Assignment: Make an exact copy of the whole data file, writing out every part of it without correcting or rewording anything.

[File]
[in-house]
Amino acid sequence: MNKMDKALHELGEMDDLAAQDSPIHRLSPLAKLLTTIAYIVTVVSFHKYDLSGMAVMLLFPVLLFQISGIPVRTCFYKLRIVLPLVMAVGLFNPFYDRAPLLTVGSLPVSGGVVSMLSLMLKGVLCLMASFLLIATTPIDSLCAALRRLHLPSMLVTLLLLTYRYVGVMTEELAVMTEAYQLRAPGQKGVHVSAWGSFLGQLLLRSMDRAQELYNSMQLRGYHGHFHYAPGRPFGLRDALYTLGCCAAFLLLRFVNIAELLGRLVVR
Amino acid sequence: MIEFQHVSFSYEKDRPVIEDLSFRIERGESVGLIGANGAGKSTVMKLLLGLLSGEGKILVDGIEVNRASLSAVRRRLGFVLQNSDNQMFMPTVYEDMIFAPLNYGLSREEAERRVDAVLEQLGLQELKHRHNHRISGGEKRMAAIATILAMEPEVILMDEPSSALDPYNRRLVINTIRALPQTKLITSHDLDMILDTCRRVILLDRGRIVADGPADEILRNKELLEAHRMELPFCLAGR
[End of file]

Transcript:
[in-house]
Amino acid sequence: MNKMDKALHELGEMDDLAAQDSPIHRLSPLAKLLTTIAYIVTVVSFHKYDLSGMAVMLLFPVLLFQISGIPVRTCFYKLRIVLPLVMAVGLFNPFYDRAPLLTVGSLPVSGGVVSMLSLMLKGVLCLMASFLLIATTPIDSLCAALRRLHLPSMLVTLLLLTYRYVGVMTEELAVMTEAYQLRAPGQKGVHVSAWGSFLGQLLLRSMDRAQELYNSMQLRGYHGHFHYAPGRPFGLRDALYTLGCCAAFLLLRFVNIAELLGRLVVR
Amino acid sequence: MIEFQHVSFSYEKDRPVIEDLSFRIERGESVGLIGANGAGKSTVMKLLLGLLSGEGKILVDGIEVNRASLSAVRRRLGFVLQNSDNQMFMPTVYEDMIFAPLNYGLSREEAERRVDAVLEQLGLQELKHRHNHRISGGEKRMAAIATILAMEPEVILMDEPSSALDPYNRRLVINTIRALPQTKLITSHDLDMILDTCRRVILLDRGRIVADGPADEILRNKELLEAHRMELPFCLAGR